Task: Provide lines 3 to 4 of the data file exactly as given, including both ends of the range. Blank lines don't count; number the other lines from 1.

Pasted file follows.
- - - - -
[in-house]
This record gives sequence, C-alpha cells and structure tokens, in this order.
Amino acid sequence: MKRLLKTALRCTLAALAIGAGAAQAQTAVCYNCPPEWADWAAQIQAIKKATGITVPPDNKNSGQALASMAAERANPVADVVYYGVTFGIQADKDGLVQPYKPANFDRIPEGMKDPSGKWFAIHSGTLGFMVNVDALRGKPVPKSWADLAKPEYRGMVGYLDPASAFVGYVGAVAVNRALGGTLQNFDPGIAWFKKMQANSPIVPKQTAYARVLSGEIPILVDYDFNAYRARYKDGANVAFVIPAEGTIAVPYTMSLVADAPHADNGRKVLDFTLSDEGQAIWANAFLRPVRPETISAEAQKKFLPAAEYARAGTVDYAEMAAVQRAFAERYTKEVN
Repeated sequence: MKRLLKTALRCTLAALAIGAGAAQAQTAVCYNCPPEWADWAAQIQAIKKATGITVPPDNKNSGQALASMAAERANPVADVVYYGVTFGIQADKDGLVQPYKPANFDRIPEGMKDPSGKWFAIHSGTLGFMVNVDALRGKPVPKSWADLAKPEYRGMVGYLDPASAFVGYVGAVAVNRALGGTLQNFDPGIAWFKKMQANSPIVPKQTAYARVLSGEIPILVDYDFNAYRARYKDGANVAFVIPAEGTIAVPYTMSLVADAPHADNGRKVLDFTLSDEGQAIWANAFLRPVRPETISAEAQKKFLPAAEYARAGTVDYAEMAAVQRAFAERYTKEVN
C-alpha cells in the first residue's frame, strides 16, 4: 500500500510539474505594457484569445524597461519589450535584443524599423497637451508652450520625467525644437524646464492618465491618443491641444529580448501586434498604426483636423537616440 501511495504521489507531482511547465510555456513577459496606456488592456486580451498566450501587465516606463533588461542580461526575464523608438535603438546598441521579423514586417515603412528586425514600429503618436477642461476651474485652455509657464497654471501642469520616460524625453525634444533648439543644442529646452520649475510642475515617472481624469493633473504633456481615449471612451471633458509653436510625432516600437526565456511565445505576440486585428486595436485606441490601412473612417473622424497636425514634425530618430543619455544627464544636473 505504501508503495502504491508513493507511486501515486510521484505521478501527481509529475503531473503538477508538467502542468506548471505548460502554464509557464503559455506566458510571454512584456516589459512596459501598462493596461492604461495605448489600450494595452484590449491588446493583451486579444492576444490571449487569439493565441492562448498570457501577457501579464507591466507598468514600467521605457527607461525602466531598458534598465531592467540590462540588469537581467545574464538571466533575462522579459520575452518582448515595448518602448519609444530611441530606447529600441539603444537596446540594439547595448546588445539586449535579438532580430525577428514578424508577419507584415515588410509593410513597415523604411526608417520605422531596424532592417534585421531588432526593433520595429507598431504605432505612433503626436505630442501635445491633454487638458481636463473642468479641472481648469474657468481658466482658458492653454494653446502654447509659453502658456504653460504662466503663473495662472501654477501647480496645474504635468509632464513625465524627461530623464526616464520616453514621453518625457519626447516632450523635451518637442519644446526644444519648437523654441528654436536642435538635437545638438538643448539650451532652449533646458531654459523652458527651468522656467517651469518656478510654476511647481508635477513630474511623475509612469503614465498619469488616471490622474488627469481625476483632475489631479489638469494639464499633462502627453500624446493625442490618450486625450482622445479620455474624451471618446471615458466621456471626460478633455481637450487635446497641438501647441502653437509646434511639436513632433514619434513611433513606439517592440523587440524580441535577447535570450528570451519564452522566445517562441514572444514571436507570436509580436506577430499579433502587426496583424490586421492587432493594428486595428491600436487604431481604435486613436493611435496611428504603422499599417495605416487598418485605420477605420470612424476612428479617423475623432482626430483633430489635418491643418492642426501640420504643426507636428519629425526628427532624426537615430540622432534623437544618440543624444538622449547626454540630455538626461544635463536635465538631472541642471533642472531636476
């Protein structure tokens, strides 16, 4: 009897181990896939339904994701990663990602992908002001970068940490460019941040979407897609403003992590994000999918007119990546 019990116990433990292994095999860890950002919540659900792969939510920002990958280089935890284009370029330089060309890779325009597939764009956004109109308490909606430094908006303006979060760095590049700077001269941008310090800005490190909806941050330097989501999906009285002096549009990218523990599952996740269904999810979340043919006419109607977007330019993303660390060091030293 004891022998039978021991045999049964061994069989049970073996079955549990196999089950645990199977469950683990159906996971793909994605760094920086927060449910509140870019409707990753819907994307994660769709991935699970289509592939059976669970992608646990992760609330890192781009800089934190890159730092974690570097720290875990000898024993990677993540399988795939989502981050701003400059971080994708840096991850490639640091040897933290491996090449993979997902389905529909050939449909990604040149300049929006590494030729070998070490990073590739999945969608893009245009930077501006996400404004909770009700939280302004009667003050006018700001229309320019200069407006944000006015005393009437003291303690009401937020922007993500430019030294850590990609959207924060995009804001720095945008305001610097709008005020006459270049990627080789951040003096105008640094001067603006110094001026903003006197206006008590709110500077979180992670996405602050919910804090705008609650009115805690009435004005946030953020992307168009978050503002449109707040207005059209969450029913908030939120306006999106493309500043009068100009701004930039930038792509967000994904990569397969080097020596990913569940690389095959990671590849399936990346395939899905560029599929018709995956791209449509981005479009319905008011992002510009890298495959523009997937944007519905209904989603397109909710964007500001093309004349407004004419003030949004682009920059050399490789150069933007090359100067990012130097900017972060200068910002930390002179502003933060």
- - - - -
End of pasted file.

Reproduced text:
Amino acid sequence: MKRLLKTALRCTLAALAIGAGAAQAQTAVCYNCPPEWADWAAQIQAIKKATGITVPPDNKNSGQALASMAAERANPVADVVYYGVTFGIQADKDGLVQPYKPANFDRIPEGMKDPSGKWFAIHSGTLGFMVNVDALRGKPVPKSWADLAKPEYRGMVGYLDPASAFVGYVGAVAVNRALGGTLQNFDPGIAWFKKMQANSPIVPKQTAYARVLSGEIPILVDYDFNAYRARYKDGANVAFVIPAEGTIAVPYTMSLVADAPHADNGRKVLDFTLSDEGQAIWANAFLRPVRPETISAEAQKKFLPAAEYARAGTVDYAEMAAVQRAFAERYTKEVN
Repeated sequence: MKRLLKTALRCTLAALAIGAGAAQAQTAVCYNCPPEWADWAAQIQAIKKATGITVPPDNKNSGQALASMAAERANPVADVVYYGVTFGIQADKDGLVQPYKPANFDRIPEGMKDPSGKWFAIHSGTLGFMVNVDALRGKPVPKSWADLAKPEYRGMVGYLDPASAFVGYVGAVAVNRALGGTLQNFDPGIAWFKKMQANSPIVPKQTAYARVLSGEIPILVDYDFNAYRARYKDGANVAFVIPAEGTIAVPYTMSLVADAPHADNGRKVLDFTLSDEGQAIWANAFLRPVRPETISAEAQKKFLPAAEYARAGTVDYAEMAAVQRAFAERYTKEVN